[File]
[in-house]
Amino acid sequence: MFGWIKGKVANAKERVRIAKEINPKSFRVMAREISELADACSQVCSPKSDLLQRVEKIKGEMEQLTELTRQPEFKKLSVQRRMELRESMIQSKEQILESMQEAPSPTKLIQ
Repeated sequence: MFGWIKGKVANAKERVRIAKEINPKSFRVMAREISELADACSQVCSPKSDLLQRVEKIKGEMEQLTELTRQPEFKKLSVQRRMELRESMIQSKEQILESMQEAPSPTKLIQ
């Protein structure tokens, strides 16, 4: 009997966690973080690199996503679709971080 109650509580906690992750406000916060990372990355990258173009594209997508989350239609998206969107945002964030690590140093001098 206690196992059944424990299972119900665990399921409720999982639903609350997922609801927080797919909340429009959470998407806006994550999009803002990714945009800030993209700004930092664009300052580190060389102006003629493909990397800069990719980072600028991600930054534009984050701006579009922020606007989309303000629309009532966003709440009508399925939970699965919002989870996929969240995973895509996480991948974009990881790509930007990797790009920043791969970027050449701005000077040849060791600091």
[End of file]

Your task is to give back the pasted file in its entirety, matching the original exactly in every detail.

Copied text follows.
[in-house]
Amino acid sequence: MFGWIKGKVANAKERVRIAKEINPKSFRVMAREISELADACSQVCSPKSDLLQRVEKIKGEMEQLTELTRQPEFKKLSVQRRMELRESMIQSKEQILESMQEAPSPTKLIQ
Repeated sequence: MFGWIKGKVANAKERVRIAKEINPKSFRVMAREISELADACSQVCSPKSDLLQRVEKIKGEMEQLTELTRQPEFKKLSVQRRMELRESMIQSKEQILESMQEAPSPTKLIQ
């Protein structure tokens, strides 16, 4: 009997966690973080690199996503679709971080 109650509580906690992750406000916060990372990355990258173009594209997508989350239609998206969107945002964030690590140093001098 206690196992059944424990299972119900665990399921409720999982639903609350997922609801927080797919909340429009959470998407806006994550999009803002990714945009800030993209700004930092664009300052580190060389102006003629493909990397800069990719980072600028991600930054534009984050701006579009922020606007989309303000629309009532966003709440009508399925939970699965919002989870996929969240995973895509996480991948974009990881790509930007990797790009920043791969970027050449701005000077040849060791600091």